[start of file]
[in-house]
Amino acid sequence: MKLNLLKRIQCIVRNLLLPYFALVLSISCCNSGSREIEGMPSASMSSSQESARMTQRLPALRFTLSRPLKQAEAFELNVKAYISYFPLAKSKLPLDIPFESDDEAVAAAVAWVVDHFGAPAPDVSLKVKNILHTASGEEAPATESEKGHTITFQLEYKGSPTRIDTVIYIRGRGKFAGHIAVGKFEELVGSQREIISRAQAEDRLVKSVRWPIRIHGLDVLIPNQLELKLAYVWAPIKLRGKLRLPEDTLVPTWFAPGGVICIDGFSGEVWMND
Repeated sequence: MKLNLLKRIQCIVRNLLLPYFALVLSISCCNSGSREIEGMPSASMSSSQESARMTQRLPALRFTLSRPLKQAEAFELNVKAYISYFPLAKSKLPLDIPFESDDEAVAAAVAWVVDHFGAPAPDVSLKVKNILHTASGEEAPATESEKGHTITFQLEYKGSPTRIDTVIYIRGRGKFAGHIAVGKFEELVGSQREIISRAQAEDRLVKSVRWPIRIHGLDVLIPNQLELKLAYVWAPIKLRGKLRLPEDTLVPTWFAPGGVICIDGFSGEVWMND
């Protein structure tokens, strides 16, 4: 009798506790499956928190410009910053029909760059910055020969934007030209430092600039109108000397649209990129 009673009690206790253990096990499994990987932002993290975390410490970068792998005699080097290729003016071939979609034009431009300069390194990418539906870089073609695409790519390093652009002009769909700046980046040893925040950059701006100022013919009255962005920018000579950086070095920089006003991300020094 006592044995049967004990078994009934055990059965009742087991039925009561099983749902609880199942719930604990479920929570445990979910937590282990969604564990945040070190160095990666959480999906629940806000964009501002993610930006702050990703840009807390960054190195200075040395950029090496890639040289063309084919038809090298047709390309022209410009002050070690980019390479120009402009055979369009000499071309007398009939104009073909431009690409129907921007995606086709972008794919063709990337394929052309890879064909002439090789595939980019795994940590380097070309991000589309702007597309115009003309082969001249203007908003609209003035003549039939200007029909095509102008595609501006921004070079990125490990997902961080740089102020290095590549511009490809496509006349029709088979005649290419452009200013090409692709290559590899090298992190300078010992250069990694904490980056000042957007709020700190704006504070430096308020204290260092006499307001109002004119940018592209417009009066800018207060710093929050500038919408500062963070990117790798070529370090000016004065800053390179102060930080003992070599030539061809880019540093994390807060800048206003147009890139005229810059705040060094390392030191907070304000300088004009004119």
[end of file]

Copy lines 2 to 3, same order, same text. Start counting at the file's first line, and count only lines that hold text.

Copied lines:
Amino acid sequence: MKLNLLKRIQCIVRNLLLPYFALVLSISCCNSGSREIEGMPSASMSSSQESARMTQRLPALRFTLSRPLKQAEAFELNVKAYISYFPLAKSKLPLDIPFESDDEAVAAAVAWVVDHFGAPAPDVSLKVKNILHTASGEEAPATESEKGHTITFQLEYKGSPTRIDTVIYIRGRGKFAGHIAVGKFEELVGSQREIISRAQAEDRLVKSVRWPIRIHGLDVLIPNQLELKLAYVWAPIKLRGKLRLPEDTLVPTWFAPGGVICIDGFSGEVWMND
Repeated sequence: MKLNLLKRIQCIVRNLLLPYFALVLSISCCNSGSREIEGMPSASMSSSQESARMTQRLPALRFTLSRPLKQAEAFELNVKAYISYFPLAKSKLPLDIPFESDDEAVAAAVAWVVDHFGAPAPDVSLKVKNILHTASGEEAPATESEKGHTITFQLEYKGSPTRIDTVIYIRGRGKFAGHIAVGKFEELVGSQREIISRAQAEDRLVKSVRWPIRIHGLDVLIPNQLELKLAYVWAPIKLRGKLRLPEDTLVPTWFAPGGVICIDGFSGEVWMND